Thursday, October 10, 2013

Blame Shifting

IMF warns that any US default on its debt obligations would imperil global economy. - Marjorie Olster

Reading Marjorie Olster's article, U.S. default would shake global economy?, three things caught my attention. The first one is the statement from Jose Vinals, IMF's financial counselor. Olster quoted him saying, " 'So let's hope that we never get there.' " He was referring to the negative impact of possible US default on global economy. In his mind, the global economy is already recovering and that unless the Republicans would listen to President Obama to stop the government shutdown, the end result would be a debt default that could terminate the ongoing recovery and revert the global economy to a far more serious crisis. That's how I understand Vinal's statement.

However, there are writers who don't believe that the global economy has already recovered from 2008 crisis. The owner of Monty Pelerin's World is just one of them. 

The second thing that caught my attention is the addition of the word "partial" to describe US government shutdown. During the first few days that I have been reading mainstream articles about US shutdown, I did not encounter such description. In fact, the impact of the news was too strong during its first appearance. I actually suspect, it was intentionally exaggerated to create an atmosphere of fear and anger. But it's now changing. It's more moderate now. What's the reason for the change? Is it not because they were not able to achieve their desired end?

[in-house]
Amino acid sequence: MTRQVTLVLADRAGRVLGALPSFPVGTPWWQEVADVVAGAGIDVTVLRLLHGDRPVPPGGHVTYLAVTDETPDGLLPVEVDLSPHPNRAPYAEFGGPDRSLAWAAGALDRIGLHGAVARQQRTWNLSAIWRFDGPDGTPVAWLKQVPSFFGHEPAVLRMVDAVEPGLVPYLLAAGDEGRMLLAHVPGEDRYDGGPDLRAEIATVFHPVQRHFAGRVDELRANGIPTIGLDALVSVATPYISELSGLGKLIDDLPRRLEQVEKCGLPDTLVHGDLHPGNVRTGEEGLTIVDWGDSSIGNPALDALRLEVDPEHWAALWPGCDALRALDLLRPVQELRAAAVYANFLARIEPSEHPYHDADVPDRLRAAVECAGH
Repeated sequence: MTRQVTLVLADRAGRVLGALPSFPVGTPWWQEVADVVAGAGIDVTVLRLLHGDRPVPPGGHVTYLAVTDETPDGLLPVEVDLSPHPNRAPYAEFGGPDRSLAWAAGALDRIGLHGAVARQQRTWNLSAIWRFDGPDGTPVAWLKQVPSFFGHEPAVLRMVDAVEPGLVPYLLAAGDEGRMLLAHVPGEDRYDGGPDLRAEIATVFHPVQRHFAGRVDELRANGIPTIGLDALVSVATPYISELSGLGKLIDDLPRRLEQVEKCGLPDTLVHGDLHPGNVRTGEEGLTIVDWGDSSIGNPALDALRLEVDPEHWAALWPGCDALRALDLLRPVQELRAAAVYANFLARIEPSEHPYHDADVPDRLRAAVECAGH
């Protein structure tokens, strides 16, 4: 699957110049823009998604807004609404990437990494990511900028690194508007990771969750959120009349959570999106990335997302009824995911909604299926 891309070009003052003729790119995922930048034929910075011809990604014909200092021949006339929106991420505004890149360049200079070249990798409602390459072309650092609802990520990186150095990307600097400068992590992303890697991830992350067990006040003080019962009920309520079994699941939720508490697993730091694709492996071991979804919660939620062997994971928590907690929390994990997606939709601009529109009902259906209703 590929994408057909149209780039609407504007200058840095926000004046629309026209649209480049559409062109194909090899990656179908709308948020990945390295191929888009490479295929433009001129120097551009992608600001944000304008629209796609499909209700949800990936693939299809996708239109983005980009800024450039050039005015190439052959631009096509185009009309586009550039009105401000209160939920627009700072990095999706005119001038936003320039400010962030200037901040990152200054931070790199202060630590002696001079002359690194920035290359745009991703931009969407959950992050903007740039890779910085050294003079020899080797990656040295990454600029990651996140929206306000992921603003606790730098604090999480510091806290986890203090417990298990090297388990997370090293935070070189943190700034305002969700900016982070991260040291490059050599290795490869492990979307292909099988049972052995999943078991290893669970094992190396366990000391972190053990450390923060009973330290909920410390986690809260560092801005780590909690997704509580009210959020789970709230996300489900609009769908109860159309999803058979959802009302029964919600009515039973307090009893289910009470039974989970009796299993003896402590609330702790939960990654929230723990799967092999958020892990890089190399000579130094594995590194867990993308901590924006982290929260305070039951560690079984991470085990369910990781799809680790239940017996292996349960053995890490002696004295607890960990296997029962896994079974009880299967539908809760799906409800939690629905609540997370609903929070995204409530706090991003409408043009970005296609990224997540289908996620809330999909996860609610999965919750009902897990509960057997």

The third thing that caught my attention is about US health care plan. For the Democrats, it was already a "settled law" and so the Republicans are waging an "undemocratic" strategy by connecting it to budget approval. I do not know why the Republicans resorted to such "tactic". Maybe they think that's the only way to protect the American people from financial danger caused by President Obama's health care program. 

So those are the three things that caught my attention. Concerning the article's title, though it is in question form, to me, it is a subtle way of implying big things in a smooth way. Instead of asking about the possibility of the negative impact of US default on global economy, I would rather ask, why US in the first place came to such point of default? I think looking for an answer to this question will get us nearer to what's really going on.



By sticking to the possibility of US default resulting from the Republicans "irrationality" would divert the attention of the public from the real issue. Instead of seeing that the existing situation was brought about by the action of the Federal Reserve, the blame is shifted to the Republicans, to the Tea Party movement, to Ron Paul himself, to Austrio-libertarian way of thinking, and then finally, to Mises, Hayek, and Rothbard.